Sunday 8th April 2012
By Len McCluskey, General Secretary of UNITE the Union
The much-leaked 2012 Budget will be remembered for two own-goals by George Osborne: taxing the elderly and lining the pockets of the wealthy by cutting the top rate of income tax to 45p in the pound.
When the next General Election is held in 2015, those two measures will come back to haunt the coalition parties and remind voters that Osborne’s derided claim that “We are all in this together” was a hollow and dishonest sham.
The legacy of this disreputable budget will be the Chancellor’s obsession with pandering to the 300,000 richest households and stealthy hitting the tax allowances enjoyed by pensioners over the age of 65.
And to top it all, there were no measures in the Budget to help the nearly three million unemployed which stands at a 17-year high. That was an insult to those seeking work in desperate economic times. The unemployed are not just forgotten, they are being condemned to joblessness.
This was a Budget drawn up by a Cabinet of millionaires for millionaires-another wasted year in what is becoming a lost decade for jobs and growth. But worse, this is a year in which the poorest will be paying for the gifts lavished on the wealthy. According to the IFS, the poorest in society will see their net income drop by 3.5 per cent in April this year. Did the Chancellor learn nothing from the Thatcher years? Trickle-down economics do not work.
And we need to ask, where is the money coming from to pay for the cuts to the top rate in income tax and in corporation tax? Osborne’s plan to close loopholes will only take him so far. Behind the smoke and mirrors the fixation with austerity continues, and will lead to billions worth of cuts in welfare and public services.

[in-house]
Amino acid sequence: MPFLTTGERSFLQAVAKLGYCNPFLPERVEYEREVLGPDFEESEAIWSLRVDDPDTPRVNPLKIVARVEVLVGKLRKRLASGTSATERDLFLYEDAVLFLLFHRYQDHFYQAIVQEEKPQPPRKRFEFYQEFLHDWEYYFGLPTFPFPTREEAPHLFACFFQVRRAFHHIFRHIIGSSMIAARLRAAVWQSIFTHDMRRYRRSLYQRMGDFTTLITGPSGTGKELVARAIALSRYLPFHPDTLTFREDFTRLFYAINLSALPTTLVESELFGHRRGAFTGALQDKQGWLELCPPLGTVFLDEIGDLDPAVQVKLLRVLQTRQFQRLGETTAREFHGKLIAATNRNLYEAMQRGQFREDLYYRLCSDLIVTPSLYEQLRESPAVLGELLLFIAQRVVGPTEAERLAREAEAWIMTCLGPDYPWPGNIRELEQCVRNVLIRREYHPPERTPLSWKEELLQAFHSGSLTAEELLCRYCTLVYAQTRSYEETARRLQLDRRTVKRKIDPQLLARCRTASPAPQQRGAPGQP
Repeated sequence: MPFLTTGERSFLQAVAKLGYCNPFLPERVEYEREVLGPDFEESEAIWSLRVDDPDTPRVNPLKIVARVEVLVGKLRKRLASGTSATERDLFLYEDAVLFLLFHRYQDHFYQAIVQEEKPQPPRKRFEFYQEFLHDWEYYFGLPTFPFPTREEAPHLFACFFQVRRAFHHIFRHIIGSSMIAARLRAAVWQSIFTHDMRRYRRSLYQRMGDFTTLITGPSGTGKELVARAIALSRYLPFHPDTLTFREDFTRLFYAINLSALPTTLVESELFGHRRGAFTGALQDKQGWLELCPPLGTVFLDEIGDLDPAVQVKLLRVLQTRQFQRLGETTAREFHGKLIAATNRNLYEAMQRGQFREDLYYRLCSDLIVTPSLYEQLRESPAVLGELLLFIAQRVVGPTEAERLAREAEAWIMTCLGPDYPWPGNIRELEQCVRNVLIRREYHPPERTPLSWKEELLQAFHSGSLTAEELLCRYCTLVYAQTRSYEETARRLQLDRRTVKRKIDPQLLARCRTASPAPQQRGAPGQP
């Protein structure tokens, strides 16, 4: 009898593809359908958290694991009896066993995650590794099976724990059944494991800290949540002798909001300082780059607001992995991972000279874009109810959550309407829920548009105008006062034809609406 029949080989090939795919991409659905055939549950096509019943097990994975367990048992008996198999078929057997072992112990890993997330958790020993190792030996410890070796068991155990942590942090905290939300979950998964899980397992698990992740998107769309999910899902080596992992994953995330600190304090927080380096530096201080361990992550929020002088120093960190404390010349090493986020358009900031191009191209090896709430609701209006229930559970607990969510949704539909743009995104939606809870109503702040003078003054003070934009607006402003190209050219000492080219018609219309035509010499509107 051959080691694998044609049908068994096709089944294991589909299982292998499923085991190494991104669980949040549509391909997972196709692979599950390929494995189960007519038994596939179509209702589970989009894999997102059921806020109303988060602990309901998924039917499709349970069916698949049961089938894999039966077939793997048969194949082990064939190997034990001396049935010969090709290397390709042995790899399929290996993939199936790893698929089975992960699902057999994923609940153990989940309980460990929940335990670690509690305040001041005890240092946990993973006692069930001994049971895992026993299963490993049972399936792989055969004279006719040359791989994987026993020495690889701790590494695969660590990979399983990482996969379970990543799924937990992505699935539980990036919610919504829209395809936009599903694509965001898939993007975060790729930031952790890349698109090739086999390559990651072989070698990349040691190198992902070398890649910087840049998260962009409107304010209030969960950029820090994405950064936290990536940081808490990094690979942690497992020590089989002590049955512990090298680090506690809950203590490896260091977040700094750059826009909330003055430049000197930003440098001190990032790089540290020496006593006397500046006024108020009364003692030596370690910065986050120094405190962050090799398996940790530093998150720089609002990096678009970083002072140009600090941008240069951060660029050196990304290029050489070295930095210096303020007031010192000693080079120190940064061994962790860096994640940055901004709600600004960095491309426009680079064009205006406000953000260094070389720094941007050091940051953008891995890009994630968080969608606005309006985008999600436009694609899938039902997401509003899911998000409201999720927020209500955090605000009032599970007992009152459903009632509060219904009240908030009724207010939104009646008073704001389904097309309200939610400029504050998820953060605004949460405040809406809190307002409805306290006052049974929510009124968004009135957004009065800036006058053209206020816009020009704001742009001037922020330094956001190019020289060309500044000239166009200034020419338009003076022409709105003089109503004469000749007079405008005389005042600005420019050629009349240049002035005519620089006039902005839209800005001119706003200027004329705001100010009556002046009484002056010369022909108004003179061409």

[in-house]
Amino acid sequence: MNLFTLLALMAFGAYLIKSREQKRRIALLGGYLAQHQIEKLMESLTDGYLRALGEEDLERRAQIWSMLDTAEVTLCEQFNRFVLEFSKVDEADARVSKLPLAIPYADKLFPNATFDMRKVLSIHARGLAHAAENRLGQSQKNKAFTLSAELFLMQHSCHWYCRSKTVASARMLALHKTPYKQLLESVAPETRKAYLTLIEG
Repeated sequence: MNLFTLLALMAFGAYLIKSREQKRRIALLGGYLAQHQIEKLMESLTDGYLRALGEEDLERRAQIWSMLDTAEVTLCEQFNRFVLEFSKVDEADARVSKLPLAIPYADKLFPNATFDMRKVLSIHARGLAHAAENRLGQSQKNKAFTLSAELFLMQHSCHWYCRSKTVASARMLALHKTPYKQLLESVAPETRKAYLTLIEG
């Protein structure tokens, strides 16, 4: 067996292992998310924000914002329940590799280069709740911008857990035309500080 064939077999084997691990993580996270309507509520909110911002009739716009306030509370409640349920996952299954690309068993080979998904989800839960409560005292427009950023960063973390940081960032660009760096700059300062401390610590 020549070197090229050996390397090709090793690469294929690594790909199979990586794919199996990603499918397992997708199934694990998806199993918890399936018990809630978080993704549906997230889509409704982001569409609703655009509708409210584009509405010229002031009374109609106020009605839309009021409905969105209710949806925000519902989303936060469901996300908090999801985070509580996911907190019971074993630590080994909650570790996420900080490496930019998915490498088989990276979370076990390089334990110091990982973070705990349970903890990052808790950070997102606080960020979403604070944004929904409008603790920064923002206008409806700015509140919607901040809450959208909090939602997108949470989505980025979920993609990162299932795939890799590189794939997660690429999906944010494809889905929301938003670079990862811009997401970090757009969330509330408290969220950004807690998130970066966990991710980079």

Raising the personal allowances will be cold comfort, when household bills are soaring and VAT remains at 20 per cent because of this government’s intransigency. New Unite research has shown that the average worker is already losing £150-a-month because of the coalition’s austerity regime, pay freezes and steep rises in the cost of living.
In America, where the Obama administration has adopted measures to stimulate the economy, growth is ploughing ahead at a rate of 2.2 per cent a year, while in Britain growth is flat lining.
The continued drive to press ahead with regional pay will be an economic disaster for the poorest regions of the UK, cementing the North-South divide. Even the NHS Employers, which represents 2,500 hospitals and other bodies, has come out against the idea. Spending power will be drained from those areas, and siphoned off even more rapidly, if regional pay is imposed.
We called for a budget for ‘growth and jobs.’ But the failure by Osborne to realise the error of his ways and wean himself off his austerity addiction means that Britain still faces the prospect of a recession and 1980’s scale joblessness for years to come.
Stimulus is the medicine we need, and there was so much more that Osborne could have done. For example, a ‘Robin Hood’ tax on all cities’ financial transactions of 0.05 per cent could raise £20bn a year. Rather than tinkering around the edges, a national investment bank to boost investment in our infrastructure and a coherent strategy for manufacturing would have helped to breathe life into the economy.
However, Osborne flunked it and persisted in his dogged view that this government of the rich remains committed to helping those that they identify with: the rich and the powerful.